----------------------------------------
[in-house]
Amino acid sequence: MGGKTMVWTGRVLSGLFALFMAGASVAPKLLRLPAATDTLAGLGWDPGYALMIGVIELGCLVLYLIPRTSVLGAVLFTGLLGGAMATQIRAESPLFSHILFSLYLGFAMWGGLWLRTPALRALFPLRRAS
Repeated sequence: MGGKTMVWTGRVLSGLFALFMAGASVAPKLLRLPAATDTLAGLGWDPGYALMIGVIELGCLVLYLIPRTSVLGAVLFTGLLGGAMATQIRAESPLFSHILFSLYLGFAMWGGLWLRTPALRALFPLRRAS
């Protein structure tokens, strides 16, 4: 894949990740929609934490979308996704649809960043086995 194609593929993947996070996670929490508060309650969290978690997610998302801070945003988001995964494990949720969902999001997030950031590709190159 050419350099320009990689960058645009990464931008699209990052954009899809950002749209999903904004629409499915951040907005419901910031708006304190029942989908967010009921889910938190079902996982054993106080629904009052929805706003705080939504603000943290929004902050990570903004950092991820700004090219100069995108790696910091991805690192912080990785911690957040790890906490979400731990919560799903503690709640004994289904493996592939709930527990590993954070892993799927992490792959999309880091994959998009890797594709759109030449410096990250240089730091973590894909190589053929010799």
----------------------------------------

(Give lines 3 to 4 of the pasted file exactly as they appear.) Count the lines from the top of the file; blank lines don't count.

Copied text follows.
Repeated sequence: MGGKTMVWTGRVLSGLFALFMAGASVAPKLLRLPAATDTLAGLGWDPGYALMIGVIELGCLVLYLIPRTSVLGAVLFTGLLGGAMATQIRAESPLFSHILFSLYLGFAMWGGLWLRTPALRALFPLRRAS
């Protein structure tokens, strides 16, 4: 894949990740929609934490979308996704649809960043086995 194609593929993947996070996670929490508060309650969290978690997610998302801070945003988001995964494990949720969902999001997030950031590709190159 050419350099320009990689960058645009990464931008699209990052954009899809950002749209999903904004629409499915951040907005419901910031708006304190029942989908967010009921889910938190079902996982054993106080629904009052929805706003705080939504603000943290929004902050990570903004950092991820700004090219100069995108790696910091991805690192912080990785911690957040790890906490979400731990919560799903503690709640004994289904493996592939709930527990590993954070892993799927992490792959999309880091994959998009890797594709759109030449410096990250240089730091973590894909190589053929010799």